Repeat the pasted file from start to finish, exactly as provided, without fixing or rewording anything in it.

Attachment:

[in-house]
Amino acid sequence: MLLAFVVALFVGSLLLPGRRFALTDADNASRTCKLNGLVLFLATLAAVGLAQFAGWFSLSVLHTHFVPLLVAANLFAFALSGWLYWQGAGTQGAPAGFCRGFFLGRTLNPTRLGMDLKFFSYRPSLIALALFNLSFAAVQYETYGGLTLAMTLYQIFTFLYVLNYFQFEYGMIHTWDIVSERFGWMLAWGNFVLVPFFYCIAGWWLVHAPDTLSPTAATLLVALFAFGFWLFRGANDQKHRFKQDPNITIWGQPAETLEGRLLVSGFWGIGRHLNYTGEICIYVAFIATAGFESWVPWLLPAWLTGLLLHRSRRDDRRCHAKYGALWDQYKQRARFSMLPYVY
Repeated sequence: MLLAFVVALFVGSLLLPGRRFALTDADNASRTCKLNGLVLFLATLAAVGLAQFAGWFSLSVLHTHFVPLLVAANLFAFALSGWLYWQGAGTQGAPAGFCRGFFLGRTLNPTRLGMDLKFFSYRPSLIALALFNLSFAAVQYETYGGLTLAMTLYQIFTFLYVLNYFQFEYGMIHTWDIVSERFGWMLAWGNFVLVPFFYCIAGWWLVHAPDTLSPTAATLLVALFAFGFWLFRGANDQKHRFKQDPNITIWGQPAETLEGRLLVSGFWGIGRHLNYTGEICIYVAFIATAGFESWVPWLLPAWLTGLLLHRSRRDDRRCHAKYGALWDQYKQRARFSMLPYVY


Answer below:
[in-house]
Amino acid sequence: MLLAFVVALFVGSLLLPGRRFALTDADNASRTCKLNGLVLFLATLAAVGLAQFAGWFSLSVLHTHFVPLLVAANLFAFALSGWLYWQGAGTQGAPAGFCRGFFLGRTLNPTRLGMDLKFFSYRPSLIALALFNLSFAAVQYETYGGLTLAMTLYQIFTFLYVLNYFQFEYGMIHTWDIVSERFGWMLAWGNFVLVPFFYCIAGWWLVHAPDTLSPTAATLLVALFAFGFWLFRGANDQKHRFKQDPNITIWGQPAETLEGRLLVSGFWGIGRHLNYTGEICIYVAFIATAGFESWVPWLLPAWLTGLLLHRSRRDDRRCHAKYGALWDQYKQRARFSMLPYVY
Repeated sequence: MLLAFVVALFVGSLLLPGRRFALTDADNASRTCKLNGLVLFLATLAAVGLAQFAGWFSLSVLHTHFVPLLVAANLFAFALSGWLYWQGAGTQGAPAGFCRGFFLGRTLNPTRLGMDLKFFSYRPSLIALALFNLSFAAVQYETYGGLTLAMTLYQIFTFLYVLNYFQFEYGMIHTWDIVSERFGWMLAWGNFVLVPFFYCIAGWWLVHAPDTLSPTAATLLVALFAFGFWLFRGANDQKHRFKQDPNITIWGQPAETLEGRLLVSGFWGIGRHLNYTGEICIYVAFIATAGFESWVPWLLPAWLTGLLLHRSRRDDRRCHAKYGALWDQYKQRARFSMLPYVY